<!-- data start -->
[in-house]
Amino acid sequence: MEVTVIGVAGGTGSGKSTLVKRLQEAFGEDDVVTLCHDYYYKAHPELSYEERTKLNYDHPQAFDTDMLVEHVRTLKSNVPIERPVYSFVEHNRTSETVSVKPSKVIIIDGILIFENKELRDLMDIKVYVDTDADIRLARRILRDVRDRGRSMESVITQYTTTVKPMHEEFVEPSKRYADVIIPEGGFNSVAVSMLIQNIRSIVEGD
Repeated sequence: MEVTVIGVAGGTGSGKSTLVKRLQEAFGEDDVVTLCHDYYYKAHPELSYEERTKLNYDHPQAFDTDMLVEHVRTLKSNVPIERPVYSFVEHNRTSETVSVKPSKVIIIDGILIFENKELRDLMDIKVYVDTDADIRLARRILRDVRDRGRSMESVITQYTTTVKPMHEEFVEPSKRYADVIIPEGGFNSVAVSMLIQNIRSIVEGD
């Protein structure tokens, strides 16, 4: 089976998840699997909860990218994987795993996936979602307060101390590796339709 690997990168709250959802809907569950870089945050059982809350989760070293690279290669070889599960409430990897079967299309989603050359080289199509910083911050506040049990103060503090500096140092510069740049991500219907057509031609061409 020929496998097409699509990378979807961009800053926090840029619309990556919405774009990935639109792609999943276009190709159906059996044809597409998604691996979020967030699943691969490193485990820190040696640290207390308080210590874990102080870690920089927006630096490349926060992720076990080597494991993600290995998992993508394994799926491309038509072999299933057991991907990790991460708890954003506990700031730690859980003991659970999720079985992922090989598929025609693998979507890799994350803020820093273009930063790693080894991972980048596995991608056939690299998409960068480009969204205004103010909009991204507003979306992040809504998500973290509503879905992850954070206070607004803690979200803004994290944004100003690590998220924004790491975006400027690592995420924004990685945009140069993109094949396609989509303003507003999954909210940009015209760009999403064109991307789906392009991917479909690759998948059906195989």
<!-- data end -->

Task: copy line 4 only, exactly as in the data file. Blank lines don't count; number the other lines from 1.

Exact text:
């Protein structure tokens, strides 16, 4: 089976998840699997909860990218994987795993996936979602307060101390590796339709 690997990168709250959802809907569950870089945050059982809350989760070293690279290669070889599960409430990897079967299309989603050359080289199509910083911050506040049990103060503090500096140092510069740049991500219907057509031609061409 020929496998097409699509990378979807961009800053926090840029619309990556919405774009990935639109792609999943276009190709159906059996044809597409998604691996979020967030699943691969490193485990820190040696640290207390308080210590874990102080870690920089927006630096490349926060992720076990080597494991993600290995998992993508394994799926491309038509072999299933057991991907990790991460708890954003506990700031730690859980003991659970999720079985992922090989598929025609693998979507890799994350803020820093273009930063790693080894991972980048596995991608056939690299998409960068480009969204205004103010909009991204507003979306992040809504998500973290509503879905992850954070206070607004803690979200803004994290944004100003690590998220924004790491975006400027690592995420924004990685945009140069993109094949396609989509303003507003999954909210940009015209760009999403064109991307789906392009991917479909690759998948059906195989």